As shown in FIG. 7, stationary pivot member 51' is not integral with backup strip 112' of linear conveyor 60. This arrangement should be contrasted with the arrangement shown in FIG. 2 and described above. In that embodiment, pivot member 51 was formed integrally with backup strip 112.
In the embodiment of FIG. 7, pivot member 51' is formed as a separate piece which is secured in position by bolts 156 which fasten it to conveyor frame 106. Cam 53' is formed integrally with pivot member 51', and has its downstream end 54' positioned radially outwardly of its upstream end 55'. Thus, cam 53' functions in the same manner as cam 53 of FIG. 2 to facilitate the pivoting action. Central guide 26' is not integral with cam 53'.
It will be apparent that this integral assembly of pivot member 51' and cam 53' may be readily replaced by simply removing bolts 156. Thus, this embodiment is to be preferred when bottles of different sizes are to be processed in different runs of the apparatus. For example, if a short, narrow type of bottle is to be processed, it would be advantageous to use a cam and pivot member assembly which brings each bottle quite close to the outside of discs 22, and which has the upstream end 52' of the pivot member only slightly radially outwardly of the downstream end of 54' of the cam.
If bottles of different sizes are to be processed, it may also be necessary to change discriminating means 30 and guide means 40 to accommodate them. This can be accomplished by simply unbolting plate 3 and removing all of the components mounted to it, then replacing it with a new plate having components appropriate to the new bottle size to be processed.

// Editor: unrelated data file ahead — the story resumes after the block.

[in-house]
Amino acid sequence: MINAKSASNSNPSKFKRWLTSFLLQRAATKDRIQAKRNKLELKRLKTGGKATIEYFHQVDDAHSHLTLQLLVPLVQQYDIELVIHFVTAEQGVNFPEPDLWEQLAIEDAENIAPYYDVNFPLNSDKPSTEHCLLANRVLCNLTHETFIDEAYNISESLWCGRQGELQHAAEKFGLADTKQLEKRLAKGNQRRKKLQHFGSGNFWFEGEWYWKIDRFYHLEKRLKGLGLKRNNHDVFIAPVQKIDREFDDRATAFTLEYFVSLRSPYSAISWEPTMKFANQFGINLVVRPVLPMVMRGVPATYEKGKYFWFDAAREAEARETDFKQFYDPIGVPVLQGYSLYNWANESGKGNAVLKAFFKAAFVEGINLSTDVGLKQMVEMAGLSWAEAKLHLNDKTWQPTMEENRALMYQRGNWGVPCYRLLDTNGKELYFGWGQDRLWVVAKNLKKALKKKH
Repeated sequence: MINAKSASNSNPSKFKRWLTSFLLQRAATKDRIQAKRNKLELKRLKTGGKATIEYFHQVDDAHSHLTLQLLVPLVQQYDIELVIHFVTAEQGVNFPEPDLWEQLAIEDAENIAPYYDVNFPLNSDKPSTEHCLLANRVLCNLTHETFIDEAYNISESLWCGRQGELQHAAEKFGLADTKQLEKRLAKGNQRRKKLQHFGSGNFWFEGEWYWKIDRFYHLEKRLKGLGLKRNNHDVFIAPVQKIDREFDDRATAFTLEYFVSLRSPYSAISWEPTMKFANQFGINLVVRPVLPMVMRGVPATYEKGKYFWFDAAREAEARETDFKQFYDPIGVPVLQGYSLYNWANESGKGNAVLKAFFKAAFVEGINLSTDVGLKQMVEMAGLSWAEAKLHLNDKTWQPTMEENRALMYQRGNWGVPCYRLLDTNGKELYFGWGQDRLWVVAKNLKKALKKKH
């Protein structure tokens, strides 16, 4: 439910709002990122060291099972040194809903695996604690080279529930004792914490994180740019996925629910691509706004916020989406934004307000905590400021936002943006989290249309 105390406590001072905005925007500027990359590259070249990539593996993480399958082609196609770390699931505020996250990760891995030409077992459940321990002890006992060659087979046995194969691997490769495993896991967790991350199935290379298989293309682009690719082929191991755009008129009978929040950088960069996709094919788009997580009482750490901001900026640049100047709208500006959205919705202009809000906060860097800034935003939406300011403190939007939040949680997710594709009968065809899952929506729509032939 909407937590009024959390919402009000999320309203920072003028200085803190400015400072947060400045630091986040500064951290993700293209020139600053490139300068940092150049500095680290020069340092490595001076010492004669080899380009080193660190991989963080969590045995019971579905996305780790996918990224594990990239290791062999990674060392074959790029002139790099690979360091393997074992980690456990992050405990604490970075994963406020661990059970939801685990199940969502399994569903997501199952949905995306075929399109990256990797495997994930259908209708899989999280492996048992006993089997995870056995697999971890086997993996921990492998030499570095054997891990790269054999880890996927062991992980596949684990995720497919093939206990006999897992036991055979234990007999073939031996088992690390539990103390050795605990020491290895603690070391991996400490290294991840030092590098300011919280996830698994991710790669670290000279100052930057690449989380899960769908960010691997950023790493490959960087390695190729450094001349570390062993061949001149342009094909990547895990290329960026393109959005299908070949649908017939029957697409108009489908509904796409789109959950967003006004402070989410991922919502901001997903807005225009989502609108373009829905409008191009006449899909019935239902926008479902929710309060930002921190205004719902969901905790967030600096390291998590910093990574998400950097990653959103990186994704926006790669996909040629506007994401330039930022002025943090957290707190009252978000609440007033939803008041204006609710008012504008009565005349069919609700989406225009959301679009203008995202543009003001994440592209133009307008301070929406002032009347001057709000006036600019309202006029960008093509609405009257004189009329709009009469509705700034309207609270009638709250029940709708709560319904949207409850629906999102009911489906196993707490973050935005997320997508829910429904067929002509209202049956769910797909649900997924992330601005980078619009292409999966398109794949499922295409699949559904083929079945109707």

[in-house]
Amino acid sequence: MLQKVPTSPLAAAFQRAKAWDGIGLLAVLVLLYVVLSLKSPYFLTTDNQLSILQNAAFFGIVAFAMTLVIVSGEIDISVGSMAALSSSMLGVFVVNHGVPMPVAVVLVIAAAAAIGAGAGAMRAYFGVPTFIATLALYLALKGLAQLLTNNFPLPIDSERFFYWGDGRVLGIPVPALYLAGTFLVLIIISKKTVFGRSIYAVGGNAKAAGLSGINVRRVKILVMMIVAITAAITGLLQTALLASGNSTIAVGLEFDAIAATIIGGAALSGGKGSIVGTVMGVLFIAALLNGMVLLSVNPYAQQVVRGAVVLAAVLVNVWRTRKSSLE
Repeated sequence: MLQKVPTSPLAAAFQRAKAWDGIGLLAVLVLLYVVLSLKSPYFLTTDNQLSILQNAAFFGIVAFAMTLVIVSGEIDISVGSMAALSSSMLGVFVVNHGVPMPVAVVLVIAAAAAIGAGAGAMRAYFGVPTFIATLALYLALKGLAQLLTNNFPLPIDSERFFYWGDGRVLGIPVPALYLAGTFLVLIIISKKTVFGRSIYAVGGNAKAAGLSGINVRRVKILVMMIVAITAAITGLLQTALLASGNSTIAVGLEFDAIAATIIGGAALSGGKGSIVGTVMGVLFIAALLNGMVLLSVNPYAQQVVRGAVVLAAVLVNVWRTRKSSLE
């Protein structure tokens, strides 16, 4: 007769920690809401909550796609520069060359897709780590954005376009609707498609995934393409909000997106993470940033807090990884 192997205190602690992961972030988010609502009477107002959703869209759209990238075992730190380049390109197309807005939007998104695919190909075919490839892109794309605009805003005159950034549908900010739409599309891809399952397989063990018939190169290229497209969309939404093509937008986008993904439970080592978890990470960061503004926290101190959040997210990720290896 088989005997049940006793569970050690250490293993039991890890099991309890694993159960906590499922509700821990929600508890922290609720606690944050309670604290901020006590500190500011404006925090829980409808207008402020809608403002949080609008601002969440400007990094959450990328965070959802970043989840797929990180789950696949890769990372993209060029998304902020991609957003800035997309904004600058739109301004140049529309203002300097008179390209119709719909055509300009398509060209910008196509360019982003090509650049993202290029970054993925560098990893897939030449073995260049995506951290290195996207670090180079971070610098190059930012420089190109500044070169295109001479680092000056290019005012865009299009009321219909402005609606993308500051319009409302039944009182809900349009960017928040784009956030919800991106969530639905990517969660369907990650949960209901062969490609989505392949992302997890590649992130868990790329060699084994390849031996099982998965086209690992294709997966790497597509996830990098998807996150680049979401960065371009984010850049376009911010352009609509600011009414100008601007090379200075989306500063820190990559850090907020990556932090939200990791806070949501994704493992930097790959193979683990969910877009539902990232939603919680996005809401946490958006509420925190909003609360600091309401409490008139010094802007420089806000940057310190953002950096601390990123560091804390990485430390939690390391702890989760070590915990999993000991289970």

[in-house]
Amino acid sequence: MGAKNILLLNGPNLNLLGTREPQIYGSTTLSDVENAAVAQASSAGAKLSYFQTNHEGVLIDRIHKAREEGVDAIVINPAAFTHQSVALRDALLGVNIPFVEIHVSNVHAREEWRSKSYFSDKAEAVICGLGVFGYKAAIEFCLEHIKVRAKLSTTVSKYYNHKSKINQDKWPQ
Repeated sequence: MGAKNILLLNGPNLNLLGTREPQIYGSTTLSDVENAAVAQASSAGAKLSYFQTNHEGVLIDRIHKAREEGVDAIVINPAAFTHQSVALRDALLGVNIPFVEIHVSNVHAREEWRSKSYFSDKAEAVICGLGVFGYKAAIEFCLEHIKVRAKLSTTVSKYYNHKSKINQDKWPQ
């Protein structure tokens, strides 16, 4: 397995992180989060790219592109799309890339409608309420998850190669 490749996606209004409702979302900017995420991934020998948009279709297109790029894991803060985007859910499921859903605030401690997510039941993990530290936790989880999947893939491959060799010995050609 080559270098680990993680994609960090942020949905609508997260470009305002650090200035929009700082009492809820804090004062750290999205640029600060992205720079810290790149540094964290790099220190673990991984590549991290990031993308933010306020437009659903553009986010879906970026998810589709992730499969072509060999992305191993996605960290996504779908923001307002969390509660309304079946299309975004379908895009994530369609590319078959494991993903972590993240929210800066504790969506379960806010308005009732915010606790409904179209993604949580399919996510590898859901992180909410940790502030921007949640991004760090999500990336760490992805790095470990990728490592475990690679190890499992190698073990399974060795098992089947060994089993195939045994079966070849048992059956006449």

As shown in FIG. 7, an alternate means of biasing lever 38' of discriminating apparatus 30 employs a fluid jet. It should be noted that lever 38' is pivotably mounted to bearing 35' which in turn is mounted to plate 3 and positioned above the path of bottles advancing with gripping element 21, in an arrangement similar to that of lever 38 of FIG. 2. Lever 38' has engaging arm 36' formed integrally with its lower portion, and serves to invert bottles arriving with open-end leading disposition in a manner similar to lever 38 of FIG. 2.
However, the piston and cylinder arrangement shown in FIG. 2 is not used in the biasing means shown in FIG. 7. Instead fluid jet means in the form of nozzle 127 are provided for directing a stream of fluid at a point 129 on lever 38' above bearing 35' in a direction generally transverse to lever 38'. The direction of flow is generally downstream with respect to the direction of movement of bottles in that portion of gripping means 21 which is adjacent to lever 38'. Vane 128 is mounted on lever 38' at point 129, so that the fluid stream impinging on vane 128 will tend to pivot lever 38' in a generally clockwise direction as shown in FIG. 7 and thus bias engaging arm 36' in the upstream direction relative to the movement of the bottles.